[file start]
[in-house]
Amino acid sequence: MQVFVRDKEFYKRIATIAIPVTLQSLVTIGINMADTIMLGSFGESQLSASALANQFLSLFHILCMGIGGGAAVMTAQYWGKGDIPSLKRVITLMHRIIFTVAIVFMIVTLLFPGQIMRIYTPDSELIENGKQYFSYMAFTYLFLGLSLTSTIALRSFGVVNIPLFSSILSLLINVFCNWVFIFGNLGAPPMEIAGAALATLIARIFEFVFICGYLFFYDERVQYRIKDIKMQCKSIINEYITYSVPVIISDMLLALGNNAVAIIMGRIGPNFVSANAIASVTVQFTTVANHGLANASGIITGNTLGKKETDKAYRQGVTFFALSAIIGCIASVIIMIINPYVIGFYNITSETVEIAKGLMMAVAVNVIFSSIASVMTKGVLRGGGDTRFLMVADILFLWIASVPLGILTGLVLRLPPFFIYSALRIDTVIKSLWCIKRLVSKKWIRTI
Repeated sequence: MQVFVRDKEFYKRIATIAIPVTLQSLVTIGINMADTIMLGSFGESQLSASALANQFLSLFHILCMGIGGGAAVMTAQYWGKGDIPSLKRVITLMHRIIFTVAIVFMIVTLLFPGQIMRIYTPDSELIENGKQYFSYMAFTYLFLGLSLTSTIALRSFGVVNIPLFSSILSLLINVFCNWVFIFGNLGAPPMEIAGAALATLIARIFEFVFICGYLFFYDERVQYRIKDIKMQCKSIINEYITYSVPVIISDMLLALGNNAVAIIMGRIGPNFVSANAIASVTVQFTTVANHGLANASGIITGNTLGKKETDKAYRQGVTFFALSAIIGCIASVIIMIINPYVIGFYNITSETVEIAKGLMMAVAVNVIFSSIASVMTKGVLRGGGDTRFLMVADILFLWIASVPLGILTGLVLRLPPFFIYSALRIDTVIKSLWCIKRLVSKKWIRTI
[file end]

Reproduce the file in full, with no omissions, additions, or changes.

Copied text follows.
[in-house]
Amino acid sequence: MQVFVRDKEFYKRIATIAIPVTLQSLVTIGINMADTIMLGSFGESQLSASALANQFLSLFHILCMGIGGGAAVMTAQYWGKGDIPSLKRVITLMHRIIFTVAIVFMIVTLLFPGQIMRIYTPDSELIENGKQYFSYMAFTYLFLGLSLTSTIALRSFGVVNIPLFSSILSLLINVFCNWVFIFGNLGAPPMEIAGAALATLIARIFEFVFICGYLFFYDERVQYRIKDIKMQCKSIINEYITYSVPVIISDMLLALGNNAVAIIMGRIGPNFVSANAIASVTVQFTTVANHGLANASGIITGNTLGKKETDKAYRQGVTFFALSAIIGCIASVIIMIINPYVIGFYNITSETVEIAKGLMMAVAVNVIFSSIASVMTKGVLRGGGDTRFLMVADILFLWIASVPLGILTGLVLRLPPFFIYSALRIDTVIKSLWCIKRLVSKKWIRTI
Repeated sequence: MQVFVRDKEFYKRIATIAIPVTLQSLVTIGINMADTIMLGSFGESQLSASALANQFLSLFHILCMGIGGGAAVMTAQYWGKGDIPSLKRVITLMHRIIFTVAIVFMIVTLLFPGQIMRIYTPDSELIENGKQYFSYMAFTYLFLGLSLTSTIALRSFGVVNIPLFSSILSLLINVFCNWVFIFGNLGAPPMEIAGAALATLIARIFEFVFICGYLFFYDERVQYRIKDIKMQCKSIINEYITYSVPVIISDMLLALGNNAVAIIMGRIGPNFVSANAIASVTVQFTTVANHGLANASGIITGNTLGKKETDKAYRQGVTFFALSAIIGCIASVIIMIINPYVIGFYNITSETVEIAKGLMMAVAVNVIFSSIASVMTKGVLRGGGDTRFLMVADILFLWIASVPLGILTGLVLRLPPFFIYSALRIDTVIKSLWCIKRLVSKKWIRTI